Two Guys Attempted To Drive Directly Through Death Valley and Almost Died

Death Valley National Park is more than just a clever name to describe the desolate wilderness in Southern California. It is 5,270 square miles of dirt, salt, and sand, is known for being one of the hottest places on Earth, and is home to only a small handful of American tribes native to the region. So it’s fair to say that this isn’t the kind of place the average human would want to find themselves stuck in. That is unless they’ve got reliable means of transportation like our Baja Beetle project.

A Near-Death Experience in Death Valley

This is because, according to a report by CBS, two men found themselves stranded in the middle of the National Park after one wrong turn sent them down the plot of a survival/horror movie. Only July 4th, the two men misread their GPS to eventually find themselves lost in the middle of Death Valley. With no cell service is most of the park, digital navigation was no use and they were running low on gas.

In a statement released by the National Park, “In remote locations like Death Valley National Park, GPS navigation can be unreliable and there is no cell phone service in most of the park. Visitors should travel with an up-to-date road map. It is safest to stay on paved roads during the summer heat.”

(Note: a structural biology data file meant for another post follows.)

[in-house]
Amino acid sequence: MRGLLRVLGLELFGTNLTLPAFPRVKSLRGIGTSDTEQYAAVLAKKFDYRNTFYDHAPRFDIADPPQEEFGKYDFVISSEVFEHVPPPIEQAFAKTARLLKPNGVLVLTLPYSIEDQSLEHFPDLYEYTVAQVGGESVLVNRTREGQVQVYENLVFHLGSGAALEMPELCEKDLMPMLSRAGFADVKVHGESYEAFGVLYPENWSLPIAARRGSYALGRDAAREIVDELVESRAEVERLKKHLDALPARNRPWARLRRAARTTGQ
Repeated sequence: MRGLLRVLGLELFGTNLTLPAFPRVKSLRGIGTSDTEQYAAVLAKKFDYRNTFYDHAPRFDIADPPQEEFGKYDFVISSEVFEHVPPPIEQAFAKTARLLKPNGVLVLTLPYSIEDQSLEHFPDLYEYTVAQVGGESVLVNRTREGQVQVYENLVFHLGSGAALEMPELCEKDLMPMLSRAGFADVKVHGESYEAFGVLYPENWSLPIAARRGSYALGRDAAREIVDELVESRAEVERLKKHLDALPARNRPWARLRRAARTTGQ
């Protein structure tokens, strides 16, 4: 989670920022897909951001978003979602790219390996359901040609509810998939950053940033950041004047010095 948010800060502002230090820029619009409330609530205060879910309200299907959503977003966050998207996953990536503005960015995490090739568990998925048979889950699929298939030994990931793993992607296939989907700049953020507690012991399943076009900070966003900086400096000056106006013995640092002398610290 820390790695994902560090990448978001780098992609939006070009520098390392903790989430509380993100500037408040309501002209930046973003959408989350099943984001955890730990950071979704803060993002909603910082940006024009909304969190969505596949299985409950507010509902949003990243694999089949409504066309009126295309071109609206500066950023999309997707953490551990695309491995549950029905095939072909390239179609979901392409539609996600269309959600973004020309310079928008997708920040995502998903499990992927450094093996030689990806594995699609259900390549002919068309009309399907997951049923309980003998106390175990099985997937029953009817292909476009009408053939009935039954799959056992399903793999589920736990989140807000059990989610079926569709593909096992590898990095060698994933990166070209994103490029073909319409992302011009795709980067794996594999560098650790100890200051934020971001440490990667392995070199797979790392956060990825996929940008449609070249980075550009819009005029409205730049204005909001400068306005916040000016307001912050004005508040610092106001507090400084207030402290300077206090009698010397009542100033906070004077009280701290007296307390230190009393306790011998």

In an attempt to find Badwater Road, which is the main paved road located in the Southern region of the park, the two men decided to drive their Chevy Malibu directly through the salt flat, according to park service officials.

Unfortunately for them, the car was trapped in mud after less than a mile into their shortcut.

What Happened Next?

Now with no cell service and no means of transportation, the only way out of their situation is to make the rest of the journey by foot… through Death Valley… during one of the hottest months of the year where temperatures can reach 130 degrees Fahrenheit.

The two men were able to walk a mile before reaching Badwater Road, and an additional 12 miles North. By 3 AM, decided to do the one thing that happens in every horror movie… they split up.

The Happy Ending

After another six miles of walking North, one of the men was picked up by visitors around 8 AM and was taken to Furnace Creek where he was able to call for help for his companion.

Eventually, the same visitors were able to drive back and find the second man, who was suffering from symptoms of heat illness, and needed to be transported to the hospital.

Following this ordeal, the two men were issued a mandatory court appearance for illegally driving off-road and causing damage to the park. While charges and fines are pending, the two men are likely more thankful just for being alive. Especially due to the fact that the lowest temperature in the valley reached on the evening of this ordeal was 90 degrees Fahrenheit.

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